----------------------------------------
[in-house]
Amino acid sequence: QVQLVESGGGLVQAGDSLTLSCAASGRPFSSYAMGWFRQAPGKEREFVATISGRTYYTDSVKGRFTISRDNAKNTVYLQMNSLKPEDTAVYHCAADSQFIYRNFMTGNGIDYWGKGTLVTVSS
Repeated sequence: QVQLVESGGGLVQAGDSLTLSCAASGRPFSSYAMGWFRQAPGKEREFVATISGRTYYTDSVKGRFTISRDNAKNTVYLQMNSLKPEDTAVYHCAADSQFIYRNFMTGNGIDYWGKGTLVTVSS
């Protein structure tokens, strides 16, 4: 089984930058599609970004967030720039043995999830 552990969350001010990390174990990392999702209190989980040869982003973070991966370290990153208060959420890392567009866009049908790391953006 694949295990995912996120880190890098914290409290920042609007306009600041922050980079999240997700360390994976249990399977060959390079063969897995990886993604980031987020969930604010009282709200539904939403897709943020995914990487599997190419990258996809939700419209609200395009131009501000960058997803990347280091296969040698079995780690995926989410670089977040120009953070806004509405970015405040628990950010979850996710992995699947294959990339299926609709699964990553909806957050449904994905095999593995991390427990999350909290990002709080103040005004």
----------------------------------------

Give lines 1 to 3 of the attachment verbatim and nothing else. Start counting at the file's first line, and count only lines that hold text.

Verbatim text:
[in-house]
Amino acid sequence: QVQLVESGGGLVQAGDSLTLSCAASGRPFSSYAMGWFRQAPGKEREFVATISGRTYYTDSVKGRFTISRDNAKNTVYLQMNSLKPEDTAVYHCAADSQFIYRNFMTGNGIDYWGKGTLVTVSS
Repeated sequence: QVQLVESGGGLVQAGDSLTLSCAASGRPFSSYAMGWFRQAPGKEREFVATISGRTYYTDSVKGRFTISRDNAKNTVYLQMNSLKPEDTAVYHCAADSQFIYRNFMTGNGIDYWGKGTLVTVSS